Wind in Lancashire’s sails after third day against Middlesex at Southport

Wind in Lancashire’s sails after third day against Middlesex at Southport

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It is indeed June and summer, astronomically speaking, is a mere ten days away. But anyone sat at Southport and Birkdale Cricket Club would have been forgiven for not feeling particularly summery. On a blustery Sunday on Lancashire’s West Coast, it was the hosts who hammered home their initiative to take full control against the reigning county champions.

And oh, it was blustery. Coats, fleeces, hats, scarves and gilets were all in operation. Had one possessed a snood, one would have reached for it without a moments hesitation. Questions were posed as to whether the press tent would withstand the buffeting, as it creaked and squealed through the afternoon.

As one observer put it, it was ‘blowing a hoolie’.

With no play possible on the second day, due to unrelenting rain, Middlesex began day three hoping they were winds of change. Having been skittled for 180 and then watched Lancashire battle their way to 123-4 at the end of day one, the visitors needed to make some early inroads.

And make them they did. Those arriving to brave conditions hoping for a long look at West Indian legend Shivnarine Chanderpaul, resuming his innings 40 hours after facing his last ball, were to be quickly disappointed as the left-hander edged his second ball of the morning to Sam Robson at first slip.

That gave Tim Murtagh a fourth wicket and he would soon claim his five-fer, as Chanderpaul’s overnight partner Dane Vilas was caught at second slip.

Lancashire were 136-6, still trailing by 44 and looked all at sea on the Merseyside coast. But in Ryan McLaren and Jordan Clark they had a pair prepared to batten down the hatches and navigate their way through choppy waters.

They shared the longest partnership of this wicket-laden match, including going 12 overs without hitting a boundary. But they battled their way through to a 62-run stand from 22 overs that guided Lancashire into the lead and to their first batting point.

Clark fell victim to James Harris for 38, and Stephen Parry went soon after to make Middlesex’s lunch go down a little better. At 217-8, with a lead of just 37, the Red Rose didn’t look like sailing away to the horizon.

But throw it forward an hour and the visitors lunch might have been repeating a touch. They took the new ball at the earliest opportunity at 233-8. Eight overs later McLaren and Tom Bailey had put 44 on to the total and racked up their 50 stand.

The pair put on the record ninth-wicket partnership for Lancashire at Southport, eventually broken for 87 when McLaren became Murtagh’s sixth victim for a superbly-made 75. The lead was up to 111 but Middlesex would have seen light at the end of a frustrating tunnel.

Bailey, though, was having none of it. He brought up his half-century with a remarkable six – taking on the hook shot while ducking his head and top-edging the ball over the rope. And the bowler followed it up next ball with a comprehensive pull onto the railway tracks to seal a career-best 58.

The innings ended when he tried to repeat the feat from the next ball but found it to be third time unlucky. It was a chaotic conclusion to an innings that had seen Lancashire battle to a lead of 129. It was a lead that had progressed from ‘handy’ to ‘useful’ to ‘commanding’.

Saqib Mahmood had caught the eye on the first day and made immediate progress into Middlesex’s top order, as Nick Gubbins was caught behind for one. The left-hander walked off, clearly displeased, gesturing it had come off an elbow.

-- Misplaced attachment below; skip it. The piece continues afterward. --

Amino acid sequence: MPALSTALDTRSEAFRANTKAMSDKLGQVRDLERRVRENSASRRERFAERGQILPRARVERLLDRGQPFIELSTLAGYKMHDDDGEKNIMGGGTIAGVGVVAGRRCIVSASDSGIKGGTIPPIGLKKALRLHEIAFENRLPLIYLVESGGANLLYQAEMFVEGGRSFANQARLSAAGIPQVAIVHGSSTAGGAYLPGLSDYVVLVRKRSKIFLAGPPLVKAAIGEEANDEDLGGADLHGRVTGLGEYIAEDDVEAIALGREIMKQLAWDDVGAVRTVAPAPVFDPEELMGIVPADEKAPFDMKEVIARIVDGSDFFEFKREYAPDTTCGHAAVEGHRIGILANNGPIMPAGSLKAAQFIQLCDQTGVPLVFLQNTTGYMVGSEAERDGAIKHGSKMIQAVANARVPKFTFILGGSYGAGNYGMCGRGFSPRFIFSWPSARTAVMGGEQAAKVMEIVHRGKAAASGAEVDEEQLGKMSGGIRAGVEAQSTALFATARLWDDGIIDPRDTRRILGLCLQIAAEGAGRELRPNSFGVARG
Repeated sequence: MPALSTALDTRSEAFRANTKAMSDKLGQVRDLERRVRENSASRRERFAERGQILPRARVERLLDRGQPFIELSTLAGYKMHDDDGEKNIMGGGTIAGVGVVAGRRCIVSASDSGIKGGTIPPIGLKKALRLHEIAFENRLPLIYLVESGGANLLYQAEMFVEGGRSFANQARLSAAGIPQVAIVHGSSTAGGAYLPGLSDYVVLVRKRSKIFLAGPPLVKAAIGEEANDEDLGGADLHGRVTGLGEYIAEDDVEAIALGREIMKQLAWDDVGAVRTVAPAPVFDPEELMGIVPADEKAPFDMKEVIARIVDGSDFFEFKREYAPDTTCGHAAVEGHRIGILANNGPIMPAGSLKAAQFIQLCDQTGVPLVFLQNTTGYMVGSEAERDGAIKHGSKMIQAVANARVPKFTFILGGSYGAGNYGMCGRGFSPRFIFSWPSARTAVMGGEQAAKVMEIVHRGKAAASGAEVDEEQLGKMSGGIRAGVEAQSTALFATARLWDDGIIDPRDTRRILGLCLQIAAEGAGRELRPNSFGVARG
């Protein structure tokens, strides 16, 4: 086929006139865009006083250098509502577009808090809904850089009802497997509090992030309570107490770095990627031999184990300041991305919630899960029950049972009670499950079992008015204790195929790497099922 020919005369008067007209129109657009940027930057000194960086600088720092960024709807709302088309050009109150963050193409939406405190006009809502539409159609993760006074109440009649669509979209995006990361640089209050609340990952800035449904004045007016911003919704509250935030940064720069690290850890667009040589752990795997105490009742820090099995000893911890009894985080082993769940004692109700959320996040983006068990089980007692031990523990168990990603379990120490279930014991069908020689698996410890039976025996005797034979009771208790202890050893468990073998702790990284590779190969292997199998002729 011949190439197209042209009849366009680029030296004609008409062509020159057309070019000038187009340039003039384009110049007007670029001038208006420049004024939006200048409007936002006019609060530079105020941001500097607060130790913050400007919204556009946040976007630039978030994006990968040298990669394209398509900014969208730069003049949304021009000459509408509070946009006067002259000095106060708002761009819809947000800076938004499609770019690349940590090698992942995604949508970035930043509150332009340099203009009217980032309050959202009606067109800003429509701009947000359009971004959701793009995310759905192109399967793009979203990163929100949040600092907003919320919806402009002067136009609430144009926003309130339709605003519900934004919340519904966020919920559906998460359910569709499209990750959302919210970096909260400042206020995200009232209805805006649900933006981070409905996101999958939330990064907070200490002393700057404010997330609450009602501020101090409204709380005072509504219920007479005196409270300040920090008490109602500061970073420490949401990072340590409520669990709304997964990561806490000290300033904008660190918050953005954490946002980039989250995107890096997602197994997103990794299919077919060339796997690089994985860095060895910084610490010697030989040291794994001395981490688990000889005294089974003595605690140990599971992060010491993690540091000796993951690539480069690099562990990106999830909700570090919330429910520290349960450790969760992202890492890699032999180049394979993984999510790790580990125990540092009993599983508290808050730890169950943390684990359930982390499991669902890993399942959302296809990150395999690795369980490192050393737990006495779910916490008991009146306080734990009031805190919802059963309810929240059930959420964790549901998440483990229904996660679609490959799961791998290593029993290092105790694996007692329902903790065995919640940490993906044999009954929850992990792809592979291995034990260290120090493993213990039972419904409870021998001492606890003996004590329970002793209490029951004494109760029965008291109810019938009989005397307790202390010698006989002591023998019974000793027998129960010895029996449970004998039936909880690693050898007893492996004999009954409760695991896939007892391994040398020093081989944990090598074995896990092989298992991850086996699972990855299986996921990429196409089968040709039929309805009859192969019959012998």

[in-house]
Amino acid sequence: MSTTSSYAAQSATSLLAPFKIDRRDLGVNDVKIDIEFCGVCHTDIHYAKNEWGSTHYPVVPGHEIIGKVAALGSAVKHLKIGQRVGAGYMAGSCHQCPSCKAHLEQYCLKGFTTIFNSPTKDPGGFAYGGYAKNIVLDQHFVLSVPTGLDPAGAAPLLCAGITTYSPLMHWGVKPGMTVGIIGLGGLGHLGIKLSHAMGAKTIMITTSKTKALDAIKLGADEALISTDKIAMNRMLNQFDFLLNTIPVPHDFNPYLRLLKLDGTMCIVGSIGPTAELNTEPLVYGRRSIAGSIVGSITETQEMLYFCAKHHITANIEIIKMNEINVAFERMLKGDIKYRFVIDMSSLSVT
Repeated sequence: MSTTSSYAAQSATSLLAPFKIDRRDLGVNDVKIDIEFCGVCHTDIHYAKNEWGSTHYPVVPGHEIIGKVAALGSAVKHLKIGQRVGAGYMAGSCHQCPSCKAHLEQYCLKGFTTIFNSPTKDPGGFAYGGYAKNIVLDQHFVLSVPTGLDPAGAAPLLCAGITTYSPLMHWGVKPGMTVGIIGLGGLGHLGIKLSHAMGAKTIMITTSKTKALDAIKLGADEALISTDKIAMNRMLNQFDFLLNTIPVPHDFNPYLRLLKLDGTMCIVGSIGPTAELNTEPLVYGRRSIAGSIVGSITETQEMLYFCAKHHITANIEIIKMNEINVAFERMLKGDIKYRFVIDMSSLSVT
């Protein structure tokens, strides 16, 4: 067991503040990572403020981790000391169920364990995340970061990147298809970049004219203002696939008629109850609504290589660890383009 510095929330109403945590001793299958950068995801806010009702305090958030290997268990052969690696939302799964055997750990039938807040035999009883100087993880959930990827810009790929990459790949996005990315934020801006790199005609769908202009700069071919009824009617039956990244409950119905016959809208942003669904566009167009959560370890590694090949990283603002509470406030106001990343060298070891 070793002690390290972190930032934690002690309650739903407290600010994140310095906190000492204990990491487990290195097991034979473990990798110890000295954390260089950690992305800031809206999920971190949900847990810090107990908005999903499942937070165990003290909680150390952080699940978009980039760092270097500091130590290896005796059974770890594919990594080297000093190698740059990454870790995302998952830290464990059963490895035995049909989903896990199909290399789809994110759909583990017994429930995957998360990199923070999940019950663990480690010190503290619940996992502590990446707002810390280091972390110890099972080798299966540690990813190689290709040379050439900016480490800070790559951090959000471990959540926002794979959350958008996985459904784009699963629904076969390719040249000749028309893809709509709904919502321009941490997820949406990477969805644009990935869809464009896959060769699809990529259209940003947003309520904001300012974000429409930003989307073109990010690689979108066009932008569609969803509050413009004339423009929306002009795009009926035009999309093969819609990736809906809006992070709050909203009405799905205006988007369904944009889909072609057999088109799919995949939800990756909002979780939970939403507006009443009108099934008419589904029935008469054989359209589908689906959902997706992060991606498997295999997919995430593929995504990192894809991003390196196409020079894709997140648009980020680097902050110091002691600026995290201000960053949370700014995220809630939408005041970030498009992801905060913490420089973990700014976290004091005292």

Middlesex were struggling, no doubt, but they still possessed a seaworthy crew – if they could find a captain to steer the ship. Sam Robson, back from five weeks out, looked like being that man when he played seamlessly to reach 42 after Tea.

He’d lost his new partner Steven Eskinazi for 34 but Robson went for one drive too many and picked out Steven Croft at backward point. It felt like a big wicket for Lancashire, with Middlesex three down still trailing by 49 and they hammered it home.

Parry struck twice in the 31st over to dismiss Paul Stirling and John Simpson cheaply, before Mahmood returned to rip James Franklin’s off stump out with a searing yorker.

Talk turned to the thought of innings defeat, an extra half hour being claimed and reduced ticket prices for day four. But Dawid Malan and James Harris rallied, putting on an unbroken 46 for the seventh wicket to guide Middlesex to the close.

But it’s the visitors who emerged looking windswept and on sea legs. Ahead by just 27 with four wickets remaining, the reigning county champions are staring down the barrel of their first defeat in 21 championship games.

Middlesex bowler Tim Murtagh

“It’s disappointing that Lancashire have ended up getting 309 on a wicket where if we are at our best we would hope they wouldn’t get anywhere near.

“We have got ourselves ahead now and any runs we can get in the morning would be nice. We’ve just got to fight in that first hour so we will reassess and come back to see how far we can get ahead of them tomorrow.”

Lancashire all-rounder Ryan McLaren

“Very good day, we’d have taken it. The aim was to get close to their target and when we’d got there to get as many as possible. So to have 129 as a lead was a great position. From a batting position you never felt in on the wicket. You just have to graft and get as many as you can.

“It’s still difficult to bat on, there’s enough to keep any seamer interested so I don’t think it requires any extraordinary deliveries, just being as disciplined and accurate as possible.

“From our point of view we are mid-table so a win here would put us in a really good position. That’s something we can hopefully focus on later tomorrow.”

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